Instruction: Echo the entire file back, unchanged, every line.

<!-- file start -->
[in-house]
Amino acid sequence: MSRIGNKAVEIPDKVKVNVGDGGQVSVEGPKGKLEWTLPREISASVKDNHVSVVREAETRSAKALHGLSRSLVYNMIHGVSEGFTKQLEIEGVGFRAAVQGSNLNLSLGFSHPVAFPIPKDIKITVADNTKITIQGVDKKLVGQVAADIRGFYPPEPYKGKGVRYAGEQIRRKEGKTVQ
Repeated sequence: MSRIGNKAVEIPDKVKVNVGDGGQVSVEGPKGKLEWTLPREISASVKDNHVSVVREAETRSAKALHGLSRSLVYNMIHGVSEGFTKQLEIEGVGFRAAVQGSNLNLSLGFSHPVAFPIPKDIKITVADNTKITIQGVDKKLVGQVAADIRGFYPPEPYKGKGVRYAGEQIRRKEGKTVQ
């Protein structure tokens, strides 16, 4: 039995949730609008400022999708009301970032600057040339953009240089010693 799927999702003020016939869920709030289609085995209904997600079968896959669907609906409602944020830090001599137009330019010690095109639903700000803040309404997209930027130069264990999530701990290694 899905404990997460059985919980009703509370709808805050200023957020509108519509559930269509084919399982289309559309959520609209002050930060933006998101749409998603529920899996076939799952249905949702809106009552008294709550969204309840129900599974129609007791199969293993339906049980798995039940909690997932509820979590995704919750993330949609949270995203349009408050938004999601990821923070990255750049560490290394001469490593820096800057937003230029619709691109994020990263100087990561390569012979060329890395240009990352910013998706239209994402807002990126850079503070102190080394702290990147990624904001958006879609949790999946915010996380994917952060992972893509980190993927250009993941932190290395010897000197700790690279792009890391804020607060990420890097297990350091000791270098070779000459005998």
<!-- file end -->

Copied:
[in-house]
Amino acid sequence: MSRIGNKAVEIPDKVKVNVGDGGQVSVEGPKGKLEWTLPREISASVKDNHVSVVREAETRSAKALHGLSRSLVYNMIHGVSEGFTKQLEIEGVGFRAAVQGSNLNLSLGFSHPVAFPIPKDIKITVADNTKITIQGVDKKLVGQVAADIRGFYPPEPYKGKGVRYAGEQIRRKEGKTVQ
Repeated sequence: MSRIGNKAVEIPDKVKVNVGDGGQVSVEGPKGKLEWTLPREISASVKDNHVSVVREAETRSAKALHGLSRSLVYNMIHGVSEGFTKQLEIEGVGFRAAVQGSNLNLSLGFSHPVAFPIPKDIKITVADNTKITIQGVDKKLVGQVAADIRGFYPPEPYKGKGVRYAGEQIRRKEGKTVQ
């Protein structure tokens, strides 16, 4: 039995949730609008400022999708009301970032600057040339953009240089010693 799927999702003020016939869920709030289609085995209904997600079968896959669907609906409602944020830090001599137009330019010690095109639903700000803040309404997209930027130069264990999530701990290694 899905404990997460059985919980009703509370709808805050200023957020509108519509559930269509084919399982289309559309959520609209002050930060933006998101749409998603529920899996076939799952249905949702809106009552008294709550969204309840129900599974129609007791199969293993339906049980798995039940909690997932509820979590995704919750993330949609949270995203349009408050938004999601990821923070990255750049560490290394001469490593820096800057937003230029619709691109994020990263100087990561390569012979060329890395240009990352910013998706239209994402807002990126850079503070102190080394702290990147990624904001958006879609949790999946915010996380994917952060992972893509980190993927250009993941932190290395010897000197700790690279792009890391804020607060990420890097297990350091000791270098070779000459005998």